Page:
breed so we can get into their head. Most of these we figure out
One generalized point I would
like to make. In my lifetime experience there is a learning curve of
acceptance each dog makes and asserts when it comes to a new home.
No matter the breed! I have found within seven to fourteen
days a dog will become very territorial and try to dominate other
pets. They can be vicious during this time. In their mind they have
found a home. HOME!!! ...Den, something permanent and worth fighting
over! They are initiating the pecking order (an animal thing). If we
had lived on the streets and someone gave us a lap, blanket and food
we would fight over that lap as well.
My point, expect this. It is natural. Do not be
afraid or scared your sweet cuddle bug has turned into a Jekyll and
Hyde. They will learn
to share usually within a few days and then all should be well in
that regard. If a dog does not know it can do something it usually will not.
BUT, Do not allow anything that is not
acceptable, at all, no time, any time, period! Be firm! Never reward
bad behavior by soothing or petting and saying it is ok. That is
rewarding and encouraging instead.
When a dog barks and chases someone off
they think they did a good job. That person ran away. It worked! Now
they are being talked to about it and maybe the first one on one
discussion for the day. Who said it was a scolding? It sounds like
good old barking to them and almost as intense as they were. They
appreciate the help. They would be happy for you to strut and wag
your tail also if you had one.
The truth is no one knows what a rescued dog has
done or been through before your household when it came in to the
an owner. I always tell folks to have a good trainer on hand or
someone they can call up the first few weeks the dogs personality is
coming forward. I believe this should be part of the adoption. If a
facility is willing to adopt an adult dog there should be
a free weekly training class at that facility for everyone involved
to discuss issues, give advise and just generally be there for each
other. Especially for adult dogs placed locally or
when transported across country to a new home. Their mental
stability over a time period of adjustment should always be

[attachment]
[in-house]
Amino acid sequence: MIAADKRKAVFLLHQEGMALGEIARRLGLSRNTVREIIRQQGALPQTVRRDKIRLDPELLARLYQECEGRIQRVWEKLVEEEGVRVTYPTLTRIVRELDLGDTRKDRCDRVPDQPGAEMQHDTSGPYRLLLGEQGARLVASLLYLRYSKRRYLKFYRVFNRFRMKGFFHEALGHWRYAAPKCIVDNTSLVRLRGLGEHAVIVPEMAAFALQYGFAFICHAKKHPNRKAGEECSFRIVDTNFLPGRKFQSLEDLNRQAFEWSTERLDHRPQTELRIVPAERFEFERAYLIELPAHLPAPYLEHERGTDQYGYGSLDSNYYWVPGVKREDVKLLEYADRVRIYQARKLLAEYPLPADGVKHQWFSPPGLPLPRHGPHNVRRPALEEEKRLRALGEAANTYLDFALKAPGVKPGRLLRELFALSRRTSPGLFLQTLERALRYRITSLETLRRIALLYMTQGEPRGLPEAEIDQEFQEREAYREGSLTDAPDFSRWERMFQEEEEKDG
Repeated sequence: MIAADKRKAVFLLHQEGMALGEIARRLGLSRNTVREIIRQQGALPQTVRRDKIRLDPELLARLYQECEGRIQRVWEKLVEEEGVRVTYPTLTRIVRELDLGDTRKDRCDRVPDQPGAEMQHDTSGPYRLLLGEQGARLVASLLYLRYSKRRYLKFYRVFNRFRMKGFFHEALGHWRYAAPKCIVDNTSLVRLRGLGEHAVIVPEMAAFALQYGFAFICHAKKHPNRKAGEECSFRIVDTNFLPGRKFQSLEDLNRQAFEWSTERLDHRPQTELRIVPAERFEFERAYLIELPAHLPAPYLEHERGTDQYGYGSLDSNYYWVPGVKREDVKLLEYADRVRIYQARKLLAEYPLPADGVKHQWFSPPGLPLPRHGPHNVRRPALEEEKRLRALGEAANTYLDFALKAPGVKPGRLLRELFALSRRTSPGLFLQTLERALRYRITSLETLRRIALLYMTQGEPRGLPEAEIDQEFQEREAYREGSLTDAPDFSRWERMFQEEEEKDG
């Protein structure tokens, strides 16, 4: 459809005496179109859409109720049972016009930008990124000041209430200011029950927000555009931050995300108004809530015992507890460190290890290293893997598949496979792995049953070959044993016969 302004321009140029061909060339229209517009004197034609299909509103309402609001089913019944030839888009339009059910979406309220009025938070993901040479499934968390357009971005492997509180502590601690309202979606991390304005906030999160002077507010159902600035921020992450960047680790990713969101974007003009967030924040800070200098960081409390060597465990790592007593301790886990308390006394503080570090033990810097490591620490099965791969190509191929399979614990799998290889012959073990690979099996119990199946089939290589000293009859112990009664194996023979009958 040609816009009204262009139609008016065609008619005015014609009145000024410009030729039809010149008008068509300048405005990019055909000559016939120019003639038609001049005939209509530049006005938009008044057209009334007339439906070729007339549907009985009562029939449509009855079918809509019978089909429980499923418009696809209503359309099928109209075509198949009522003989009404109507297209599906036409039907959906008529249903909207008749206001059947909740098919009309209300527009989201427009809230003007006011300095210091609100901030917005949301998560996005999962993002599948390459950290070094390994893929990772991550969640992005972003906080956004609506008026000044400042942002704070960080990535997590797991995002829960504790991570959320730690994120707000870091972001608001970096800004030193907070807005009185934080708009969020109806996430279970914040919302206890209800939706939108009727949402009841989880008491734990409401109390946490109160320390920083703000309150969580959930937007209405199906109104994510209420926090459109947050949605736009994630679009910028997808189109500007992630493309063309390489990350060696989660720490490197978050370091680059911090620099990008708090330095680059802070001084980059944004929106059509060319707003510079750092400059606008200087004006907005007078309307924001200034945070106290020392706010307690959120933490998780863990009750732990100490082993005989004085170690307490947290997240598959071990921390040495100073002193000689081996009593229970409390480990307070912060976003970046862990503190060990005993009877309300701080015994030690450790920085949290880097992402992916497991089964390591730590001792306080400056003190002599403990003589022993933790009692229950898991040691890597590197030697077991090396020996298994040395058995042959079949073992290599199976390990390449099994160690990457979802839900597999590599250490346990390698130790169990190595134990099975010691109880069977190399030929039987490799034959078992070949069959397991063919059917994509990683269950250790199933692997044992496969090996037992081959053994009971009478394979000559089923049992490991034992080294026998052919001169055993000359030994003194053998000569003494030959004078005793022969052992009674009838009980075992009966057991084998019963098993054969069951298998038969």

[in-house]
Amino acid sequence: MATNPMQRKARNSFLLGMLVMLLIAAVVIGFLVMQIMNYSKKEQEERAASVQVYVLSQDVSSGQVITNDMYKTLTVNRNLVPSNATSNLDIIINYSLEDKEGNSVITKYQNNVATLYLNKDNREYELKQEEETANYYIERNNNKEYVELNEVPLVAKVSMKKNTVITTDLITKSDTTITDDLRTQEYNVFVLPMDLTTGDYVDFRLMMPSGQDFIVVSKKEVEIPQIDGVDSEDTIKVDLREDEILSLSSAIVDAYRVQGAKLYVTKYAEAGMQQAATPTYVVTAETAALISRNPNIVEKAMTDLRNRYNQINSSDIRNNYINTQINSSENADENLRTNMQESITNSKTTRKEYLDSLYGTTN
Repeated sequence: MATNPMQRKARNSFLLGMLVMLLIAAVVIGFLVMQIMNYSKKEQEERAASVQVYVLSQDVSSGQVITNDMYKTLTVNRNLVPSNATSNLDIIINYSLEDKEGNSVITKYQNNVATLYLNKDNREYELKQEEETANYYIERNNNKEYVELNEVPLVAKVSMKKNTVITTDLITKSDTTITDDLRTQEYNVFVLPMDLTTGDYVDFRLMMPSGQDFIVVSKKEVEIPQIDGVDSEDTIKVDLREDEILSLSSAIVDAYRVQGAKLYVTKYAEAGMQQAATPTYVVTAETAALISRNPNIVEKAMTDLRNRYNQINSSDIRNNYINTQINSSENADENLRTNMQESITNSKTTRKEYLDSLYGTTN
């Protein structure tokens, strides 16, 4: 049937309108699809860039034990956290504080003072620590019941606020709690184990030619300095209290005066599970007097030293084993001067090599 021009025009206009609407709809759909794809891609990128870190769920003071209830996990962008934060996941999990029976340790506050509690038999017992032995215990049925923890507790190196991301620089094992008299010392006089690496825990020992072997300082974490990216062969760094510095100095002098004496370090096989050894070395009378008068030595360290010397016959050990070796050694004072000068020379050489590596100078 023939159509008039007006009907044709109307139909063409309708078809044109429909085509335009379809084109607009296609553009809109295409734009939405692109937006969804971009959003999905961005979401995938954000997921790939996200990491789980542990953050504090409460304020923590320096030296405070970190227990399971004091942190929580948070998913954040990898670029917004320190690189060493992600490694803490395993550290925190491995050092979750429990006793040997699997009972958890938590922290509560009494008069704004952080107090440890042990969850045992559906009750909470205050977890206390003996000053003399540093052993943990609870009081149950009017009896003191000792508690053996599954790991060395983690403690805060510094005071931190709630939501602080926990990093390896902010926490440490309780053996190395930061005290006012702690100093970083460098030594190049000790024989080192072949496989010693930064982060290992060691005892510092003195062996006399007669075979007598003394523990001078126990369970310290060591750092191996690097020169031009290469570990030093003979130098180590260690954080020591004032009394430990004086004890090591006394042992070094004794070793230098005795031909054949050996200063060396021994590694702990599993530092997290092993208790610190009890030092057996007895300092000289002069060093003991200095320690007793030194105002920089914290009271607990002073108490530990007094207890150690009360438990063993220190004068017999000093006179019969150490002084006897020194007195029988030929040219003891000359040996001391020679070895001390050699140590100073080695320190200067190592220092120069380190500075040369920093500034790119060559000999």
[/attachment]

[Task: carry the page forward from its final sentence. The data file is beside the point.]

There are situations that can trigger
unexpected behavior in rescued dogs. I do not discourage rescue. We
have to rescue. All of us. I personally do not know of one
person that has not taken in a stray or adopted a pet many times
over. We have rescued long before the word rescue became a word just for
dogs. Living in the country qualifies for a dumping ground for dogs
and cats. If goldfish did not need water I am sure we would have
some of those in the front yard one morning.
Anyone taking in an adult dog of any breed has a learning
curve with the animal and that is just fact. If a person cannot
dedicate themselves to the end, why start to begin with? The dog will
have to start all over and be taught not to do the bad habits now
learned in the last new home as well.
Please, a good reference checked, long term, experienced trainer
is worth every penny. A good trainer will also be upfront about
their experience with your particular breed. When I have heard
a trainer speak negative of a breed I have questioned them further
and found in all actuality they are inexperienced with that
particular breed. If that is the case find one that can work with
your pet. You will be amazed at how well a good trainer will retrain
you along the way.
One last thing
when adopting, finances...
I received a letter in Feb from
a young lady wanting to get her sweetheart one of my pups for
Valentines. He had to have one. It had been his hearts desire for a long
time and she wanted to surprise him. She said she would make payments, but they would have to not
eat that week to get the deposit in. She did go in great detail and
was very sincere. I read the letter to Bill and he asked me
what I felt we should do with their request. It was just pitiful. I told
him we would do them a favor and help them out. We did. I kept
the pup and they had groceries that week.
My pup also eat well that week.
life depends on shots and worming as much as food. They will die